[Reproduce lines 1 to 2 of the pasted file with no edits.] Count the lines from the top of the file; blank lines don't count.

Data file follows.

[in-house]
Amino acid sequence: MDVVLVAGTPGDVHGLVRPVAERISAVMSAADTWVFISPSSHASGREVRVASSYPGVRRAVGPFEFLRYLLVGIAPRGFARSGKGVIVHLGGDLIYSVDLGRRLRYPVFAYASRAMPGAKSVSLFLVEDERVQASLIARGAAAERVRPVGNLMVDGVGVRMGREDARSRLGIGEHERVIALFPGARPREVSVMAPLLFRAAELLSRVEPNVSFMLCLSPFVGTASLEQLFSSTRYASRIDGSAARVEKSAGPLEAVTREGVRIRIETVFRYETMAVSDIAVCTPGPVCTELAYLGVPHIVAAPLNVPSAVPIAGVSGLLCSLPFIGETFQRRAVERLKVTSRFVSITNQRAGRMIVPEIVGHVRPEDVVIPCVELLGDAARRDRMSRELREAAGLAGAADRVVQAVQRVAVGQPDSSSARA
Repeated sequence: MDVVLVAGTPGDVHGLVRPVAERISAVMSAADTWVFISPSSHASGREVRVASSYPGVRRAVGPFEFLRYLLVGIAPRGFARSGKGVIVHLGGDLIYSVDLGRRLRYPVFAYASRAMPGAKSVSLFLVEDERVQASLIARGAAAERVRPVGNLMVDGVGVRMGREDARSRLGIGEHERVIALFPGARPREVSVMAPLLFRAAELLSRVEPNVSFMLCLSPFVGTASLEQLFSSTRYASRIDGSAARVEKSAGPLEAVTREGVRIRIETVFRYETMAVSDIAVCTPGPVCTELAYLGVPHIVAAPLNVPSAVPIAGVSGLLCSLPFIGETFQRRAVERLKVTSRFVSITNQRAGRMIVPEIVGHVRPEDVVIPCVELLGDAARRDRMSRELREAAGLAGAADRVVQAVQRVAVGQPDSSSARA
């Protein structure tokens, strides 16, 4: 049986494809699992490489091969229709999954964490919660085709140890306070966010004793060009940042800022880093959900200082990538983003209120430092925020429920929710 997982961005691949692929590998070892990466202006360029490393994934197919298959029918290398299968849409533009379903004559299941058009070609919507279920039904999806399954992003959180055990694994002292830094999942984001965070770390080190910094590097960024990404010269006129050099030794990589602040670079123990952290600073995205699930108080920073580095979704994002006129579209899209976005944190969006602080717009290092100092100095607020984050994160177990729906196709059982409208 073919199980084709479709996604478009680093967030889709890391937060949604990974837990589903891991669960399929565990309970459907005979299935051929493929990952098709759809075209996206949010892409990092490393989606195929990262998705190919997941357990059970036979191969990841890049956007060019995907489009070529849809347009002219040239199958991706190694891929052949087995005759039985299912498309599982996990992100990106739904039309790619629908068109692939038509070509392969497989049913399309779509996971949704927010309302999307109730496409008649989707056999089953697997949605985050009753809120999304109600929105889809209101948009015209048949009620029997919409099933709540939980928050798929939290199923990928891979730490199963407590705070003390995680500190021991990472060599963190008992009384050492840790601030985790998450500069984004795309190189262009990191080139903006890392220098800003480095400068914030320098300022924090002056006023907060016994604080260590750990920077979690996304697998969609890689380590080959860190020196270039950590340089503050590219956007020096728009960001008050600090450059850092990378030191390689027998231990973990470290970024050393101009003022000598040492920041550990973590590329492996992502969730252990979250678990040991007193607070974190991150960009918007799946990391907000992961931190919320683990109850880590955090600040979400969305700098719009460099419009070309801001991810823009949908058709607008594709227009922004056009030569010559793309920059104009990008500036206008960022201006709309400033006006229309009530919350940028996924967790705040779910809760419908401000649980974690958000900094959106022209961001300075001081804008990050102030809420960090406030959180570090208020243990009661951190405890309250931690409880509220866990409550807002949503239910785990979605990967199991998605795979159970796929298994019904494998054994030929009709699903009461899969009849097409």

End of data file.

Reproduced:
[in-house]
Amino acid sequence: MDVVLVAGTPGDVHGLVRPVAERISAVMSAADTWVFISPSSHASGREVRVASSYPGVRRAVGPFEFLRYLLVGIAPRGFARSGKGVIVHLGGDLIYSVDLGRRLRYPVFAYASRAMPGAKSVSLFLVEDERVQASLIARGAAAERVRPVGNLMVDGVGVRMGREDARSRLGIGEHERVIALFPGARPREVSVMAPLLFRAAELLSRVEPNVSFMLCLSPFVGTASLEQLFSSTRYASRIDGSAARVEKSAGPLEAVTREGVRIRIETVFRYETMAVSDIAVCTPGPVCTELAYLGVPHIVAAPLNVPSAVPIAGVSGLLCSLPFIGETFQRRAVERLKVTSRFVSITNQRAGRMIVPEIVGHVRPEDVVIPCVELLGDAARRDRMSRELREAAGLAGAADRVVQAVQRVAVGQPDSSSARA